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Ready to Prepare for Fall Vegetable Gardening
Jul 20, 2017 | 192 views | 0 0 comments | 2 2 recommendations | email to a friend | print

Right now my spring planted garden is winding down.  The heat of summer is here and the soil is drying up.  

And this is the perfect time to prepare for your fall garden.

We all know that vegetable gardening can be rewarding, relaxing and good exercise.  But I think all too many folks overlooked the fact that there are indeed two times to have a vegetable garden each year: spring and fall.  

Yes, the fall vegetable garden is just as much a possibility as a spring one, just different.  It will be different in a number of ways.

Establishing a fall garden is different as you have to work in the heat up-front.  This will be to your advantage as warm soils help germinate vegetable plants much sooner than cooler spring soil temperatures.  

Watering is also approached with a different mind-set.  Water will be crucial to establishing the summer growing vegetables.  Germinated seeds in July and August will need uniform moisture and plenty of it.  Mulching, a practice not often done for spring gardens will really help here.  Just a light layer of mulch will greatly aid in keeping moisture in the soil next to the developing roots.

Pest control for fall gardens will be less.  Insect problems that are commonly experienced in the spring will be reduced.  Disease issues that arise from cool, moist environments will also be diminished.  

The biggest proponents of fall vegetable gardens will always brag on the harvest.  Harvested produce at this time of year in milder weather are reported to taste better.   The time spent harvesting, choosing which tomato or what size cucumber to pick, is obviously more comfortably done.  

Of great importance is your planning.  Most vegetables traditionally grown in the spring/summer have a hard deadline.  They must beat the frost.  Now the average first frost for this area is mid- November.  The key word is average.  Sometimes it may be near Christmas, and other times it will be prior to Halloween.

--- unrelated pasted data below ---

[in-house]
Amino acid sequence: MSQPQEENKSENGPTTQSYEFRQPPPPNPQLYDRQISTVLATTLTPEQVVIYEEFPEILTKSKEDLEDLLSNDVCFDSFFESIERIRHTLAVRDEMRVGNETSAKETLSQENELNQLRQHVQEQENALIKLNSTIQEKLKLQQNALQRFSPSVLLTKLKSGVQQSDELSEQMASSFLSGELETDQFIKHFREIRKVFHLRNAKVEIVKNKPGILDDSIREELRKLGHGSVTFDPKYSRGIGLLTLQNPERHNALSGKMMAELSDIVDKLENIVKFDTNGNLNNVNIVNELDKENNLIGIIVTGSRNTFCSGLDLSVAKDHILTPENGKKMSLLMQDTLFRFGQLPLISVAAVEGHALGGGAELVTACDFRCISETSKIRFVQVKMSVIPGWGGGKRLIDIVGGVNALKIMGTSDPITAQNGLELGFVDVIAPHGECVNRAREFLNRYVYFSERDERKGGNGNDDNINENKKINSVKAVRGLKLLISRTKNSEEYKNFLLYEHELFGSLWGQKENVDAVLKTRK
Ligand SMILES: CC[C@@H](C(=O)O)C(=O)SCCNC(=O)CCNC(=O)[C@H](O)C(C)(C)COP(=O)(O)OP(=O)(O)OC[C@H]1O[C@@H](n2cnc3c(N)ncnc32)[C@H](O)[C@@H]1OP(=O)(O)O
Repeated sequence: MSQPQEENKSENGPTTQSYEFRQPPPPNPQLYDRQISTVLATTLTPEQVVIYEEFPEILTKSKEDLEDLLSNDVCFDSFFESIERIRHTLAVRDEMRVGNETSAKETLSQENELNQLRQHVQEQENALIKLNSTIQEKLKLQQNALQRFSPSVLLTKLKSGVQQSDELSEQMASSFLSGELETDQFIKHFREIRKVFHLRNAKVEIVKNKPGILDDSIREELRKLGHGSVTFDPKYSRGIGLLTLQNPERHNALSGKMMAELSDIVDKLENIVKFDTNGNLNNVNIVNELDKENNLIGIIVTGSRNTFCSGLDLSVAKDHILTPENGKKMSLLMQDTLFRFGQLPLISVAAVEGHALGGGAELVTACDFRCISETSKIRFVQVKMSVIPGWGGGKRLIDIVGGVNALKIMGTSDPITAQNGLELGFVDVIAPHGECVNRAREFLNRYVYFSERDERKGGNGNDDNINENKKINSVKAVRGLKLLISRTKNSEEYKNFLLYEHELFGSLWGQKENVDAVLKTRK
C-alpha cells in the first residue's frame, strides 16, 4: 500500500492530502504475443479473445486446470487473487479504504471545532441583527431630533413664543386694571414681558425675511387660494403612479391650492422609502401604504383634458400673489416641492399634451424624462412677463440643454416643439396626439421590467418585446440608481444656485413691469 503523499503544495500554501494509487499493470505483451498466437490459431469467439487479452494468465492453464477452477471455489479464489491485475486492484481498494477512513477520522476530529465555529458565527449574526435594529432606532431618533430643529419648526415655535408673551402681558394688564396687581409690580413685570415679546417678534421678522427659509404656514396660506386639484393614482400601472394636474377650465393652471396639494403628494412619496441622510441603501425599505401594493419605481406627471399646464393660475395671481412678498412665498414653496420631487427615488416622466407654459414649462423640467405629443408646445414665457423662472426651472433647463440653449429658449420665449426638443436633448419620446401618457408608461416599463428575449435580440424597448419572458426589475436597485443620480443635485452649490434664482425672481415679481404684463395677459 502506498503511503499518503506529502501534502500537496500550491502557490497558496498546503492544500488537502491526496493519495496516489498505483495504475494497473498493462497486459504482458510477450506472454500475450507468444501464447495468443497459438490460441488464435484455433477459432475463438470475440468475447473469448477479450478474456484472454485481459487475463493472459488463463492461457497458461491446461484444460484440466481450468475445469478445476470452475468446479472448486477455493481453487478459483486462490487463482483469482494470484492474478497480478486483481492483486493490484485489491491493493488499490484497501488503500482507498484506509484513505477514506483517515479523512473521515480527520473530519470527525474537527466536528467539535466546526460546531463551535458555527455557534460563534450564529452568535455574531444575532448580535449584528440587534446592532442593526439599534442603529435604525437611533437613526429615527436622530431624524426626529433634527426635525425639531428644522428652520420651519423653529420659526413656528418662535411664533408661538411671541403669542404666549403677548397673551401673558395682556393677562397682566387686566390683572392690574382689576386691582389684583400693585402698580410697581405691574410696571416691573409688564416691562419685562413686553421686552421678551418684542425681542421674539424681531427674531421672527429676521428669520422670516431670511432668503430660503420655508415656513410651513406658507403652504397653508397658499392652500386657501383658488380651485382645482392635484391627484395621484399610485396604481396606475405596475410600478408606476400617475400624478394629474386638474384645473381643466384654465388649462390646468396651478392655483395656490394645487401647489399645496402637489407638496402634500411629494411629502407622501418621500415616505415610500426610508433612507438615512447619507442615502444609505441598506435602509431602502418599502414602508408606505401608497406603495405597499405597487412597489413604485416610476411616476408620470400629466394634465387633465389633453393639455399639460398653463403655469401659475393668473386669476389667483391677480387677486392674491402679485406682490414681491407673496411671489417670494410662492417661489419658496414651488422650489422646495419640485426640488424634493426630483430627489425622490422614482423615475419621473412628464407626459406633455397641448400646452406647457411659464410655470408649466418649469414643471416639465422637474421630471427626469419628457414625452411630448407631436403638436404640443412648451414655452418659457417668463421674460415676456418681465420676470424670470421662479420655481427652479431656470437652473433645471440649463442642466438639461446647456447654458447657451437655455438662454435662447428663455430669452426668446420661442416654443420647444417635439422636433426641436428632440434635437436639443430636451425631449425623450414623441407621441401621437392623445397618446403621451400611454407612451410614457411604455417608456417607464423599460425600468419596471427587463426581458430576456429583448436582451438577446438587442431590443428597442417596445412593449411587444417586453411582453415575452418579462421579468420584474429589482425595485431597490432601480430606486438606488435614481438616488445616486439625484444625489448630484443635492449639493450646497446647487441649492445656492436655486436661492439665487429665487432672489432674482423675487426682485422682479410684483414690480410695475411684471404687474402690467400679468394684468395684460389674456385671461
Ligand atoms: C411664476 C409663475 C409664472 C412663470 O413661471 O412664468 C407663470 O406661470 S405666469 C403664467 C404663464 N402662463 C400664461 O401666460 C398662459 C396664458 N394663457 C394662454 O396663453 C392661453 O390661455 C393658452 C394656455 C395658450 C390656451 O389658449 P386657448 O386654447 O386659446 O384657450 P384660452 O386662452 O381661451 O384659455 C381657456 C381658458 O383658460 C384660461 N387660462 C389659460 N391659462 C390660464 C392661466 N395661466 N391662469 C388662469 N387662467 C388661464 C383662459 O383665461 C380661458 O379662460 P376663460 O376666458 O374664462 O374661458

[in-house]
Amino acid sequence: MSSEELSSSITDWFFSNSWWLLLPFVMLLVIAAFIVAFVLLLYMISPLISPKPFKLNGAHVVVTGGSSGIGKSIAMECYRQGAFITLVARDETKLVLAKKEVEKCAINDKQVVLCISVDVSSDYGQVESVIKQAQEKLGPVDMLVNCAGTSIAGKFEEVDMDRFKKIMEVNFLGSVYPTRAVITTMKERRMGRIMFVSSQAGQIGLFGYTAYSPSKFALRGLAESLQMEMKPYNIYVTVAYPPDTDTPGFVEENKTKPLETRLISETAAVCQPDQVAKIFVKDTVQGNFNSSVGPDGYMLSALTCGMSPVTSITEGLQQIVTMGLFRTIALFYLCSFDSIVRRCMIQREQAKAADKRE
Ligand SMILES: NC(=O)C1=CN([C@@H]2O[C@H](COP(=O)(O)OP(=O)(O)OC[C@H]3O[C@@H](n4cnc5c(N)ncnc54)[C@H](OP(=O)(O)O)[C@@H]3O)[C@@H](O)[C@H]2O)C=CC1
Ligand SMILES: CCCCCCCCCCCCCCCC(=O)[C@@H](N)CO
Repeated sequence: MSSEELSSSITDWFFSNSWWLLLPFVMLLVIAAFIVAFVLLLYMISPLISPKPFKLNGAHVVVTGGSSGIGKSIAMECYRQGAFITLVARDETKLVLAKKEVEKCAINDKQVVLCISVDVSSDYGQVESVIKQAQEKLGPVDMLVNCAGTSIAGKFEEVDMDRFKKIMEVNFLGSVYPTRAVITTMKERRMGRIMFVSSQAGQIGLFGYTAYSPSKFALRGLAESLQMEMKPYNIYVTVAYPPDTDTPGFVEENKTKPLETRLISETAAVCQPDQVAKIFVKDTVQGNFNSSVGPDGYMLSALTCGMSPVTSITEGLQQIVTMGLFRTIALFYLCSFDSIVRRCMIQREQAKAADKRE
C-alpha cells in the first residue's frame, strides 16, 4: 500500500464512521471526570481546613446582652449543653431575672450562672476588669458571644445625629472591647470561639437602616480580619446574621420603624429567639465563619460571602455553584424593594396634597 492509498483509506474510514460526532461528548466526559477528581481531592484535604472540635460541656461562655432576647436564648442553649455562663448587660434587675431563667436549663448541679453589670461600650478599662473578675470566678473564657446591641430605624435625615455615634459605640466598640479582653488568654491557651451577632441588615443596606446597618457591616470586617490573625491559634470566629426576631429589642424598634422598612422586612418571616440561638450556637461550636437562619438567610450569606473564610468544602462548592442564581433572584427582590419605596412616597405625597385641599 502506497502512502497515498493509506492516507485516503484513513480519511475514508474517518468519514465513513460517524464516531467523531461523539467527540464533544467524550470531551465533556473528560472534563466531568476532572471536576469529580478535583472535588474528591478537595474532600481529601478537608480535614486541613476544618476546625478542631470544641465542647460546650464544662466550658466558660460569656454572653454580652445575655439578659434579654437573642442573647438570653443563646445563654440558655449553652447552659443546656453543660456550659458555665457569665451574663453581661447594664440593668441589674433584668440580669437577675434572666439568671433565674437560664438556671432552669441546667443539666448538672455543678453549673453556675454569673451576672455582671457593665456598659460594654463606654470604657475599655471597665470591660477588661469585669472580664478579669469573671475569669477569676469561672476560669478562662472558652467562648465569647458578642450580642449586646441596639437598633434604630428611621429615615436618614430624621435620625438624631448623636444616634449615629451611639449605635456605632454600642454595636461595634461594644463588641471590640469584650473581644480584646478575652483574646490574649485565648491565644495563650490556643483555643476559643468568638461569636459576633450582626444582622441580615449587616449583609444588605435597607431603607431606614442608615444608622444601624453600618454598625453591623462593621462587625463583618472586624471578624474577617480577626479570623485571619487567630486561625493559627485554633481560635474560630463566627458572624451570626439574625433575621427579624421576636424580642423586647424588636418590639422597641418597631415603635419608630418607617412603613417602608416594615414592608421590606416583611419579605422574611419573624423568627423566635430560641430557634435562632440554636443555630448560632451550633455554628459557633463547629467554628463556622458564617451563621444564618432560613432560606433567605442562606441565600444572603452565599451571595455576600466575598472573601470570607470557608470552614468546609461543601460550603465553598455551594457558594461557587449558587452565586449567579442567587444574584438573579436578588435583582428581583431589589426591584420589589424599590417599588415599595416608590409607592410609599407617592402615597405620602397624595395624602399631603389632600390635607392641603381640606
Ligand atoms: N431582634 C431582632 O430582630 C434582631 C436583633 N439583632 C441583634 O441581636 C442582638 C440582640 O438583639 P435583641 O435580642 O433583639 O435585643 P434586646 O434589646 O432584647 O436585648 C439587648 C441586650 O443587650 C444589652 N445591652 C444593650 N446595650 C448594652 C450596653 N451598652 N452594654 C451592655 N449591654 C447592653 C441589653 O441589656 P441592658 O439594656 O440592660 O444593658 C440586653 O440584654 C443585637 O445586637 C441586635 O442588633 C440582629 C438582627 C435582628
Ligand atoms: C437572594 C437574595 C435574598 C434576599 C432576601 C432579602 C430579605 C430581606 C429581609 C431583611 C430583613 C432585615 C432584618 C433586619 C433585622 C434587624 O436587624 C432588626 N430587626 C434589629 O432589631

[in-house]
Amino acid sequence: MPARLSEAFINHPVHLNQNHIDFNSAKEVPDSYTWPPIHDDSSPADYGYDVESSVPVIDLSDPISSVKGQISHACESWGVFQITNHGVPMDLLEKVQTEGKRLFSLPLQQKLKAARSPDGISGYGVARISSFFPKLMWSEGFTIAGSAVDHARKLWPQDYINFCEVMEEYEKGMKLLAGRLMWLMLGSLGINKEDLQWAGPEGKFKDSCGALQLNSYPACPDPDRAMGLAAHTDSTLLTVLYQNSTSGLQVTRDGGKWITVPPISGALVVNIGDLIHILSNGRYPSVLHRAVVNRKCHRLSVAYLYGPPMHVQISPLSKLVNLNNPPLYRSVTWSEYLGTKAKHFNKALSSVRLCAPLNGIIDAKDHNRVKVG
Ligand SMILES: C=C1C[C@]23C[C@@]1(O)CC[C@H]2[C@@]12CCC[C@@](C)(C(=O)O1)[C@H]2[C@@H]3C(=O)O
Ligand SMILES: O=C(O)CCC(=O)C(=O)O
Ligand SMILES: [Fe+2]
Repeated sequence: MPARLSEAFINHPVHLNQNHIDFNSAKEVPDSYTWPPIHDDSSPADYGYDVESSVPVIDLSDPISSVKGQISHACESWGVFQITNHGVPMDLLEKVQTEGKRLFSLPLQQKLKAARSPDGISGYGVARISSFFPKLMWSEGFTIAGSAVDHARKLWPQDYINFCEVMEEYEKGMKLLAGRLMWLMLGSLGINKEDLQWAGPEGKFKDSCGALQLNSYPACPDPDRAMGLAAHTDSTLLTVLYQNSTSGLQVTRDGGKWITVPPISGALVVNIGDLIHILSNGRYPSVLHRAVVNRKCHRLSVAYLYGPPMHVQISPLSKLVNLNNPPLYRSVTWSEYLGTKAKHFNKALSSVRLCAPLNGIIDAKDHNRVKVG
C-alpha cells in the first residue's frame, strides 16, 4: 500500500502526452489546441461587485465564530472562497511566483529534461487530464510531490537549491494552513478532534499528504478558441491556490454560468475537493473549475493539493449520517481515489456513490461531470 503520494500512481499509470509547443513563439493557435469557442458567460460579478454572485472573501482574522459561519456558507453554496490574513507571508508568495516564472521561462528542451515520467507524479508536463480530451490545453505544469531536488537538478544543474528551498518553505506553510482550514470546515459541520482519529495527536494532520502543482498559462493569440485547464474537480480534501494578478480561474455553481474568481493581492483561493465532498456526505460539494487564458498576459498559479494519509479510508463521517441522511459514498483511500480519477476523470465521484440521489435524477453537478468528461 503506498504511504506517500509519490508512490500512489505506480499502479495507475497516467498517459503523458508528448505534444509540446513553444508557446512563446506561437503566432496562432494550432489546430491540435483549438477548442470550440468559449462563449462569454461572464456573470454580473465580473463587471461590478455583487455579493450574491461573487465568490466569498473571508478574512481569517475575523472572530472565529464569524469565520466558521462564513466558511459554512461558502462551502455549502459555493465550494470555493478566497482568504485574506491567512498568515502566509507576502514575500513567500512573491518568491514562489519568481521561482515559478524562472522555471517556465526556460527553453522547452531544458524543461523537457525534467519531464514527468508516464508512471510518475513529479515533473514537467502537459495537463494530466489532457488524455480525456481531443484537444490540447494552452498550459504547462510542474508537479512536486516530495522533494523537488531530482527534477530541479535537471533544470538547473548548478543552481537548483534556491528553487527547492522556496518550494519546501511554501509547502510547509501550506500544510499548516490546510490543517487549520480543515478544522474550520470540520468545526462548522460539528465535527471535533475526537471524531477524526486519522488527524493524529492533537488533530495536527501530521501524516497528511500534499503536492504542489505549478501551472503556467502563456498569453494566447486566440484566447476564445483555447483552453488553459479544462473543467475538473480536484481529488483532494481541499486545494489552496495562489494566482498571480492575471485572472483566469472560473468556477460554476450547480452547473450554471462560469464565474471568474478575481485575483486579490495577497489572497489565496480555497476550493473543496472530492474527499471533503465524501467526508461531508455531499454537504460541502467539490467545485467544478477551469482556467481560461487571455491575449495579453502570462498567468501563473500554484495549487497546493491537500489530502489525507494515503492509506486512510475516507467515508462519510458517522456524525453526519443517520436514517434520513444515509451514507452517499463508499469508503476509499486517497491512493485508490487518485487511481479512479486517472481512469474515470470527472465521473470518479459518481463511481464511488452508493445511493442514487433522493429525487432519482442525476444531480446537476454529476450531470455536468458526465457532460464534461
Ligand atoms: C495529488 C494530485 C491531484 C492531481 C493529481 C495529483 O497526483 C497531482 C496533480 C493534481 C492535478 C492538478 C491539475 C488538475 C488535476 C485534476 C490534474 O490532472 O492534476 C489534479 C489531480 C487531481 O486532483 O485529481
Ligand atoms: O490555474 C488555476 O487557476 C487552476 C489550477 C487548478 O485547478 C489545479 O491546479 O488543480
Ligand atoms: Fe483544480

So, when choosing what to plant, keep in mind how long it takes each vegetable to reach harvest stage.  Southern peas (purple hulls, zipper creams, etc.) normally take about 60 days.  Counting backwards from a mid-October harvest puts the planting at mid-August.  Pumpkins need about 90 days and radish is just over a month.

The bottom line is that here in east Texas our spring and fall gardening seasons are short, sandwiched between frosts and blistering hot summer conditions that cause many crops to stop production. Variety selection and proper planting time are critical to success.


Shaniqua Davis is the County Extension Agent for agriculture and natural resources for Upshur County. Her email address is   

The members of Texas A&M AgriLife will provide equal opportunities in programs and activities, education, and employment to all persons regardless of race, color, sex, religion, national origin, age, disability, genetic information, veteran status, sexual orientation or gender identity and will strive to achieve full and equal employment opportunity throughout Texas A&M AgriLife.


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Aaron "Poppy" Brown featured in latest edition of FNF magazine
Jul 20, 2017 | 211 views | 0 0 comments | 5 5 recommendations | email to a friend | print
 Poppy Brown, the senior quarterback of the Gilmer Buckeyes, passed for 5,013 yards last season as a junior, only the third player ever to do that in Texas high school football history.

FNF names him as the quarterback of its ALL-4A TEAM for 2017 and features him in The Blitz PLAYER PROFILE.